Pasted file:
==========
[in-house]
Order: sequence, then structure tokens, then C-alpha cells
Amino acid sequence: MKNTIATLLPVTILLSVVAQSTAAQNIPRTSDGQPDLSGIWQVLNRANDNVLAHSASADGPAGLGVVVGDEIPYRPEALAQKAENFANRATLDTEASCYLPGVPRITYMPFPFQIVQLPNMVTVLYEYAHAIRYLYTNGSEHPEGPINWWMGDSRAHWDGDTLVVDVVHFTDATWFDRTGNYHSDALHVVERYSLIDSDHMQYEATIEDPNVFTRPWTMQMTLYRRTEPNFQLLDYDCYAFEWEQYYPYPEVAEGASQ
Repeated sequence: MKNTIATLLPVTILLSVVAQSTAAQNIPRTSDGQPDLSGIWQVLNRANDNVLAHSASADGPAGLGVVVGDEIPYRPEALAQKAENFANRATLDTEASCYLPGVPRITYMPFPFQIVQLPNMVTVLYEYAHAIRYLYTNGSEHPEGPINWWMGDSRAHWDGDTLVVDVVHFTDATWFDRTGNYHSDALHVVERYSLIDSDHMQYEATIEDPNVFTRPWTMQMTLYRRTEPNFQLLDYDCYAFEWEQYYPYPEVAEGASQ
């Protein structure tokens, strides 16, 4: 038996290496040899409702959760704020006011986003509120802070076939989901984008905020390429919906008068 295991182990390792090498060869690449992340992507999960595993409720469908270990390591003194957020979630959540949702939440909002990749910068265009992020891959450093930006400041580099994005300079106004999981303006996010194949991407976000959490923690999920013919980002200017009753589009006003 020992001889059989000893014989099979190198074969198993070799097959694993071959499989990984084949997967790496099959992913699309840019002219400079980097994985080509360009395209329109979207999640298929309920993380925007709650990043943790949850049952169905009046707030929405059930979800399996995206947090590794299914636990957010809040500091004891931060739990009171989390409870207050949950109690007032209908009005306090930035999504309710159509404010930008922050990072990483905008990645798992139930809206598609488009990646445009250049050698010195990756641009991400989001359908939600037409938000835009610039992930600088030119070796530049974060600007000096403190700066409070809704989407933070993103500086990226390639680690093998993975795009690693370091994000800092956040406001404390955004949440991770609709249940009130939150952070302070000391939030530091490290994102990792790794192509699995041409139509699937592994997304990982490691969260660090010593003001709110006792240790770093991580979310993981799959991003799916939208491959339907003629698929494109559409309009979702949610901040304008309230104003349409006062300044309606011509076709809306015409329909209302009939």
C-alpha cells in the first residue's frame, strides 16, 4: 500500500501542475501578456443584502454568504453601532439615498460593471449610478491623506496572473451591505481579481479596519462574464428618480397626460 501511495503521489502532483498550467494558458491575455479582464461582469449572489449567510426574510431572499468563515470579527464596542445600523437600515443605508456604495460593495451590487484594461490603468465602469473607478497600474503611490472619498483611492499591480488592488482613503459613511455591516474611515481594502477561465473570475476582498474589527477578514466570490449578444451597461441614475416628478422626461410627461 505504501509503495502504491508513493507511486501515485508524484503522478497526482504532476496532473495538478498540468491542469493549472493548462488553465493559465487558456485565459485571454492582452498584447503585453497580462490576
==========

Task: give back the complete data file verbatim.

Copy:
[in-house]
Order: sequence, then structure tokens, then C-alpha cells
Amino acid sequence: MKNTIATLLPVTILLSVVAQSTAAQNIPRTSDGQPDLSGIWQVLNRANDNVLAHSASADGPAGLGVVVGDEIPYRPEALAQKAENFANRATLDTEASCYLPGVPRITYMPFPFQIVQLPNMVTVLYEYAHAIRYLYTNGSEHPEGPINWWMGDSRAHWDGDTLVVDVVHFTDATWFDRTGNYHSDALHVVERYSLIDSDHMQYEATIEDPNVFTRPWTMQMTLYRRTEPNFQLLDYDCYAFEWEQYYPYPEVAEGASQ
Repeated sequence: MKNTIATLLPVTILLSVVAQSTAAQNIPRTSDGQPDLSGIWQVLNRANDNVLAHSASADGPAGLGVVVGDEIPYRPEALAQKAENFANRATLDTEASCYLPGVPRITYMPFPFQIVQLPNMVTVLYEYAHAIRYLYTNGSEHPEGPINWWMGDSRAHWDGDTLVVDVVHFTDATWFDRTGNYHSDALHVVERYSLIDSDHMQYEATIEDPNVFTRPWTMQMTLYRRTEPNFQLLDYDCYAFEWEQYYPYPEVAEGASQ
């Protein structure tokens, strides 16, 4: 038996290496040899409702959760704020006011986003509120802070076939989901984008905020390429919906008068 295991182990390792090498060869690449992340992507999960595993409720469908270990390591003194957020979630959540949702939440909002990749910068265009992020891959450093930006400041580099994005300079106004999981303006996010194949991407976000959490923690999920013919980002200017009753589009006003 020992001889059989000893014989099979190198074969198993070799097959694993071959499989990984084949997967790496099959992913699309840019002219400079980097994985080509360009395209329109979207999640298929309920993380925007709650990043943790949850049952169905009046707030929405059930979800399996995206947090590794299914636990957010809040500091004891931060739990009171989390409870207050949950109690007032209908009005306090930035999504309710159509404010930008922050990072990483905008990645798992139930809206598609488009990646445009250049050698010195990756641009991400989001359908939600037409938000835009610039992930600088030119070796530049974060600007000096403190700066409070809704989407933070993103500086990226390639680690093998993975795009690693370091994000800092956040406001404390955004949440991770609709249940009130939150952070302070000391939030530091490290994102990792790794192509699995041409139509699937592994997304990982490691969260660090010593003001709110006792240790770093991580979310993981799959991003799916939208491959339907003629698929494109559409309009979702949610901040304008309230104003349409006062300044309606011509076709809306015409329909209302009939």
C-alpha cells in the first residue's frame, strides 16, 4: 500500500501542475501578456443584502454568504453601532439615498460593471449610478491623506496572473451591505481579481479596519462574464428618480397626460 501511495503521489502532483498550467494558458491575455479582464461582469449572489449567510426574510431572499468563515470579527464596542445600523437600515443605508456604495460593495451590487484594461490603468465602469473607478497600474503611490472619498483611492499591480488592488482613503459613511455591516474611515481594502477561465473570475476582498474589527477578514466570490449578444451597461441614475416628478422626461410627461 505504501509503495502504491508513493507511486501515485508524484503522478497526482504532476496532473495538478498540468491542469493549472493548462488553465493559465487558456485565459485571454492582452498584447503585453497580462490576